Why People Don’t Trust Lawyers

An insider’s look at lawyers in Israel.

Full disclosure from the outset – I’m a divorce lawyer. I was raised in the United States and practiced law there until 2004 when I made Aliyah. And I’ve been practicing family law here in Israel since 2009. I’ve seen my share of lawyers in real life. I’ve stood opposite them in court where battles have been fought. We’ve sat around the negotiating table together where agreements were made. (My preference by far.) I AM a lawyer! So, I think I’m pretty qualified to give you an insider’s look at why people don’t trust lawyers.

Why are lawyer jokes so funny?

I have heard my share of lawyer jokes. I even share one each month in my newsletter. Have you ever wondered why people like (and laugh at) lawyer jokes? Just as with jokes about anything, lawyer jokes are funny because we believe that there is truth to what we’re hearing.

  • What do you call 1,000 lawyers at the bottom of the ocean? A good start.”
    People don’t like or trust lawyers and if one is present in someone’s life it means something is amiss.
  • “How cold is it outside? So cold that the lawyers have their hands in their own pockets.”
    Lawyers are in it for the money, over charge and pad their work for billable hours.
  • Why are lawyers so good at racquetball? Because they stoop so low.
    Lawyers will do anything to win a case and defend the indefensible.

Do lawyers in Israel have the same negative image?

Lawyers in general, have the reputation of being untrustworthy, uncaring, unsympathetic and never available. Unfortunately, there are many lawyers here in Israel who live up (or down) to these characterizations. I have met quite a few myself. In my opinion, some of this is the result of the challenges of life in the Middle East and some can be attributed to personality. Having said this I want you to know I have met and worked with some wonderful Israeli attorneys. And I’m hopeful that as our little country grows and becomes more international, there will be many more.

What are the contributing factors?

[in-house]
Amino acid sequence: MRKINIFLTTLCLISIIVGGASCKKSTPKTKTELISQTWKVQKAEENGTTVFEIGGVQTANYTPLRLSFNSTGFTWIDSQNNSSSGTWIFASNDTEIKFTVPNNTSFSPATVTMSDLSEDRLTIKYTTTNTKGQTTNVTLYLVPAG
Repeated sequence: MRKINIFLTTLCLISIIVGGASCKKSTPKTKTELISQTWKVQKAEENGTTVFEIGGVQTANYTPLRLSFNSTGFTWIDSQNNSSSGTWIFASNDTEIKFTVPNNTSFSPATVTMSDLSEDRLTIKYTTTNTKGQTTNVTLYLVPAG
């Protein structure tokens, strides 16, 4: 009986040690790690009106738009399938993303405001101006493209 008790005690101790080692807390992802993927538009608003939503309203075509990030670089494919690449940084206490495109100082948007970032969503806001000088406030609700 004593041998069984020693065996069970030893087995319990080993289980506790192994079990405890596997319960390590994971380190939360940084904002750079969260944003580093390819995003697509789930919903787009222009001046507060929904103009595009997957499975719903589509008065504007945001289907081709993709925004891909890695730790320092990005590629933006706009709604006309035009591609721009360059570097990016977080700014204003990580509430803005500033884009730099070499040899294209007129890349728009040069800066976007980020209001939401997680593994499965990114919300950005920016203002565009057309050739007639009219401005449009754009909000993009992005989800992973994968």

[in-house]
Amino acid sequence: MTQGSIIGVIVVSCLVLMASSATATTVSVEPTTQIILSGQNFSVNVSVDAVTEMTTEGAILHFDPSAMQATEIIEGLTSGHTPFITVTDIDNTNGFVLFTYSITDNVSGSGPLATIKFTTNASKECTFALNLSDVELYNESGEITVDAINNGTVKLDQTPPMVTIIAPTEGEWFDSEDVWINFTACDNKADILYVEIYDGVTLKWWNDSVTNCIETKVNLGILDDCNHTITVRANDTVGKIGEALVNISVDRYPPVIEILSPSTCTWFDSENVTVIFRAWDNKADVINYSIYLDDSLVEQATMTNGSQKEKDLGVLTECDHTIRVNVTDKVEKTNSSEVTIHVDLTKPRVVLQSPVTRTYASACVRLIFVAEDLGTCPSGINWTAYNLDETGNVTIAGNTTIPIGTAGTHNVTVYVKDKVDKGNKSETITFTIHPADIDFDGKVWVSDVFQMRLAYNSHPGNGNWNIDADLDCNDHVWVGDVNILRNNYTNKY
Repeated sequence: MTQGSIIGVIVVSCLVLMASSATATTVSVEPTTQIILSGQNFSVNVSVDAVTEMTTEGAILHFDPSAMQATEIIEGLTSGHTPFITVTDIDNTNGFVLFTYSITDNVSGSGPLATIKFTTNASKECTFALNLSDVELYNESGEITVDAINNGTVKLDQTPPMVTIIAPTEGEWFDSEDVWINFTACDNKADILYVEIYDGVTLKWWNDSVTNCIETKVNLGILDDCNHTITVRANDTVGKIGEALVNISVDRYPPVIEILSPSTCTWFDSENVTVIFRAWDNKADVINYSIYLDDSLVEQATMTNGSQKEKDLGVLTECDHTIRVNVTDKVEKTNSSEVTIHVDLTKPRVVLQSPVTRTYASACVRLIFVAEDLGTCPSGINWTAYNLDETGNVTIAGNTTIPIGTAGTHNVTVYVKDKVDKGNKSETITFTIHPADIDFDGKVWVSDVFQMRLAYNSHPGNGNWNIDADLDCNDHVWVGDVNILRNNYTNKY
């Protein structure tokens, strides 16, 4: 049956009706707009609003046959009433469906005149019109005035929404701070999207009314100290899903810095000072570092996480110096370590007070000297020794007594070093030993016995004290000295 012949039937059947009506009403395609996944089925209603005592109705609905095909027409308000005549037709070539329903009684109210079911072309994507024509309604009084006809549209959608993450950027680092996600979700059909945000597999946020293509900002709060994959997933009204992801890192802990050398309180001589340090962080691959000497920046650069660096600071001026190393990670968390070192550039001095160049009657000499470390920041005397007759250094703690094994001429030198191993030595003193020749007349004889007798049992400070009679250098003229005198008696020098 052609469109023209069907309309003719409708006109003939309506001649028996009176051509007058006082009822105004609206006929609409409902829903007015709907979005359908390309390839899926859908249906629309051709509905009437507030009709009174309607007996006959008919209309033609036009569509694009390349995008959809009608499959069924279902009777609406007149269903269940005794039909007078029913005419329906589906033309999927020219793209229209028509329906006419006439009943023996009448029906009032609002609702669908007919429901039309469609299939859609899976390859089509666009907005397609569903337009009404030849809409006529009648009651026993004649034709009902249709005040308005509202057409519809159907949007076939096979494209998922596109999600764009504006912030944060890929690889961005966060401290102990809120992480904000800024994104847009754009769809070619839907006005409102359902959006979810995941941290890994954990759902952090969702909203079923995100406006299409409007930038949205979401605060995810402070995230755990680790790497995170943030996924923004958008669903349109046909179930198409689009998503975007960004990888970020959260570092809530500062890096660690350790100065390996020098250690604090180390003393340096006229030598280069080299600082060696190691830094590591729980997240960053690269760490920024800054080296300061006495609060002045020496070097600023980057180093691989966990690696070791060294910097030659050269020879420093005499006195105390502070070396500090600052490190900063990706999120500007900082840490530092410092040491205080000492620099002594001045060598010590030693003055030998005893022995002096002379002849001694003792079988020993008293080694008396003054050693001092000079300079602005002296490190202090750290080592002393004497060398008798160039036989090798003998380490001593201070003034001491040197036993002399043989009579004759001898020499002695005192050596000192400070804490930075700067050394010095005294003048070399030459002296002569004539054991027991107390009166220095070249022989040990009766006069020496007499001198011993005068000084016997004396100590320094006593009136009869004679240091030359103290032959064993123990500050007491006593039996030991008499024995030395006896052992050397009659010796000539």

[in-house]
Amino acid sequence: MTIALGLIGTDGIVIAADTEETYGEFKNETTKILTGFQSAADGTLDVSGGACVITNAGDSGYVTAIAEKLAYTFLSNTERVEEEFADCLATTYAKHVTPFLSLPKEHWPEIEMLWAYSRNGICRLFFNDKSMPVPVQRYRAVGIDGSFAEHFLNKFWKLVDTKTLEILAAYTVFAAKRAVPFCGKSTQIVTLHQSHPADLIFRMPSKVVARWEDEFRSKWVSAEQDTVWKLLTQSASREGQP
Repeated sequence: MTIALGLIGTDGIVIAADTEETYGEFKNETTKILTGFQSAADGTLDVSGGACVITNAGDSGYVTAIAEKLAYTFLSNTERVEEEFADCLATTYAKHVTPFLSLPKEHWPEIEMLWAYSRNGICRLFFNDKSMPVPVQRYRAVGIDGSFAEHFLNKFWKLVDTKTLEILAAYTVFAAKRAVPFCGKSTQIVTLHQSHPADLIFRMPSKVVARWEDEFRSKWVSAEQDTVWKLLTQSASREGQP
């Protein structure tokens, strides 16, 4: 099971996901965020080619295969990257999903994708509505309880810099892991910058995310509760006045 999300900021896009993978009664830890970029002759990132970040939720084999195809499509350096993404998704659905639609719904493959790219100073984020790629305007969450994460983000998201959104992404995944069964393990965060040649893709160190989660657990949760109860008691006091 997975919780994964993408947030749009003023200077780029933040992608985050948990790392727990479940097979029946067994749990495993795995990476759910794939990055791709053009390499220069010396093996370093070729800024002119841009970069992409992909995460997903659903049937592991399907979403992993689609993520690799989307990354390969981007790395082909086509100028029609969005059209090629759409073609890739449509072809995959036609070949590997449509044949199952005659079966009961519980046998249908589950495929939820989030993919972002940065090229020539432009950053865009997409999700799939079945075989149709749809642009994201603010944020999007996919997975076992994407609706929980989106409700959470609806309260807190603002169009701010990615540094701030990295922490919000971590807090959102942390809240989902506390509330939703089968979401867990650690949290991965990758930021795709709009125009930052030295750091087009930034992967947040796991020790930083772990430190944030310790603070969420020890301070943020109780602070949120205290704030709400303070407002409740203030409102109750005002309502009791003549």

When you come to live in Israel from an Anglo country one of the first things you notice is the lack of lines. No lines for the bus. No lines for a falafel stand. Everyone is in a hurry and pushing and shoving to get there. The aggressiveness is so different from ‘back home’. I think there are a couple of reasons for this behavior.

  1. Our nation has lived under the daily threat of bombs and attacks since the modern country came into existence in 1948. Because of that I think there is a need to get things done, now. Whatever it may be. It feels as if daily life can be disrupted at any moment

  2. Most of the country’s population has served in the army and had to learn to protect themselves, literally. I once heard someone say, “Israelis don’t drive, they aim.”

This aggressive ‘win at all costs’ stance that I see so often from Israeli lawyers could very well be one of the contributing factors as to why people don’t trust lawyers. They are willing to advise their clients to hold out, demand more and go for the jugular. This often turns a divorce case into World War lll, unnecessarily.

How important is a lawyer’s personality?

And sometimes, the other lawyer has indeed chosen his profession for the money. He knows he’ll make more if he brings more suits in each case. So he’ll advise his client that litigation is necessary to get the best deal. I had a case recently where I offered a settlement on behalf of my client. (The judge actually stated that she thought it was fair.) But the other lawyer insisted his client bring another suit with additional evidence that would prove she was entitled to a bigger settlement. In the end, the extra litigation cost the client money she didn’t need to spend. The judge ruled that the original offer was completely in line with the new evidence as well. And the ex-spouse ruined any good will that was left between herself and my client.

The biggest legal stumbling block to an amicable divorce is not what you think.